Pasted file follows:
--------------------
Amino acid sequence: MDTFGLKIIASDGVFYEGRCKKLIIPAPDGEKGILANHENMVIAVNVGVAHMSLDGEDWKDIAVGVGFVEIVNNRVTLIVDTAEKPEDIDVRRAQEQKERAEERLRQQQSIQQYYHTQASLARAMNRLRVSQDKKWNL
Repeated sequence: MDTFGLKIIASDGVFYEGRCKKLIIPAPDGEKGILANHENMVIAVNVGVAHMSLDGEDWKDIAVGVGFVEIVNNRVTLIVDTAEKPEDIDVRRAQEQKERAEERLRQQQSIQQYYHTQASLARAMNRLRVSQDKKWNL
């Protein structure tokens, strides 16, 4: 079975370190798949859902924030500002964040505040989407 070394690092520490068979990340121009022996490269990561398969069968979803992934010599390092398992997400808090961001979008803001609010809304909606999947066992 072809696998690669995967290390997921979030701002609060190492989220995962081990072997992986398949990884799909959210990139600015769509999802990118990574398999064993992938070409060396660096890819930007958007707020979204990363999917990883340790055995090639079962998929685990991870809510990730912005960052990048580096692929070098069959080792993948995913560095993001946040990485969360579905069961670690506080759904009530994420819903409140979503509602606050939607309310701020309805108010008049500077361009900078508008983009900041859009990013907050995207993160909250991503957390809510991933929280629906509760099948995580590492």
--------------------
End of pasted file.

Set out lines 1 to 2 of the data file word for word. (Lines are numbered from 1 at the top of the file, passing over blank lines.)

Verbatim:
Amino acid sequence: MDTFGLKIIASDGVFYEGRCKKLIIPAPDGEKGILANHENMVIAVNVGVAHMSLDGEDWKDIAVGVGFVEIVNNRVTLIVDTAEKPEDIDVRRAQEQKERAEERLRQQQSIQQYYHTQASLARAMNRLRVSQDKKWNL
Repeated sequence: MDTFGLKIIASDGVFYEGRCKKLIIPAPDGEKGILANHENMVIAVNVGVAHMSLDGEDWKDIAVGVGFVEIVNNRVTLIVDTAEKPEDIDVRRAQEQKERAEERLRQQQSIQQYYHTQASLARAMNRLRVSQDKKWNL